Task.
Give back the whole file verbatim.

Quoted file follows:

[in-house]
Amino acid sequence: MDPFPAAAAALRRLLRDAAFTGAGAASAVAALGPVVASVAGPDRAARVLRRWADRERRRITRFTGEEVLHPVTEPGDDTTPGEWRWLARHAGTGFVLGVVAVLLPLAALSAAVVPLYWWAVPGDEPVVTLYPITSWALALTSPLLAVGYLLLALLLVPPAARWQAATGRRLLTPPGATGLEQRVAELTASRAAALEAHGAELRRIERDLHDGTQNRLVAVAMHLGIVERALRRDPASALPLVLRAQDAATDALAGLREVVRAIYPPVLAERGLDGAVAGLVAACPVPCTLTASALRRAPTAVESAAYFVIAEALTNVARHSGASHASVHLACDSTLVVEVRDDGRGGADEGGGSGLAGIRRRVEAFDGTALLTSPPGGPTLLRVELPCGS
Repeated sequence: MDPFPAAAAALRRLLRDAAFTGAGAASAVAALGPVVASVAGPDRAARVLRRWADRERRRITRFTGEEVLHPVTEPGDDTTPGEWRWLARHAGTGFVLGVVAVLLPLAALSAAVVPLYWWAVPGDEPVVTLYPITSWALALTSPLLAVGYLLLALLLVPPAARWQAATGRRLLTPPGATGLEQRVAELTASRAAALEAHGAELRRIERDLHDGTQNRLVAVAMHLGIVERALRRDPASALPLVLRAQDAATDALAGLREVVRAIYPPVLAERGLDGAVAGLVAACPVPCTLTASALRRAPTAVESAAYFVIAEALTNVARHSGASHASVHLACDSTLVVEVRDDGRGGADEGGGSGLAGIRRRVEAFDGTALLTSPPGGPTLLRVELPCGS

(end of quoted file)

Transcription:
[in-house]
Amino acid sequence: MDPFPAAAAALRRLLRDAAFTGAGAASAVAALGPVVASVAGPDRAARVLRRWADRERRRITRFTGEEVLHPVTEPGDDTTPGEWRWLARHAGTGFVLGVVAVLLPLAALSAAVVPLYWWAVPGDEPVVTLYPITSWALALTSPLLAVGYLLLALLLVPPAARWQAATGRRLLTPPGATGLEQRVAELTASRAAALEAHGAELRRIERDLHDGTQNRLVAVAMHLGIVERALRRDPASALPLVLRAQDAATDALAGLREVVRAIYPPVLAERGLDGAVAGLVAACPVPCTLTASALRRAPTAVESAAYFVIAEALTNVARHSGASHASVHLACDSTLVVEVRDDGRGGADEGGGSGLAGIRRRVEAFDGTALLTSPPGGPTLLRVELPCGS
Repeated sequence: MDPFPAAAAALRRLLRDAAFTGAGAASAVAALGPVVASVAGPDRAARVLRRWADRERRRITRFTGEEVLHPVTEPGDDTTPGEWRWLARHAGTGFVLGVVAVLLPLAALSAAVVPLYWWAVPGDEPVVTLYPITSWALALTSPLLAVGYLLLALLLVPPAARWQAATGRRLLTPPGATGLEQRVAELTASRAAALEAHGAELRRIERDLHDGTQNRLVAVAMHLGIVERALRRDPASALPLVLRAQDAATDALAGLREVVRAIYPPVLAERGLDGAVAGLVAACPVPCTLTASALRRAPTAVESAAYFVIAEALTNVARHSGASHASVHLACDSTLVVEVRDDGRGGADEGGGSGLAGIRRRVEAFDGTALLTSPPGGPTLLRVELPCGS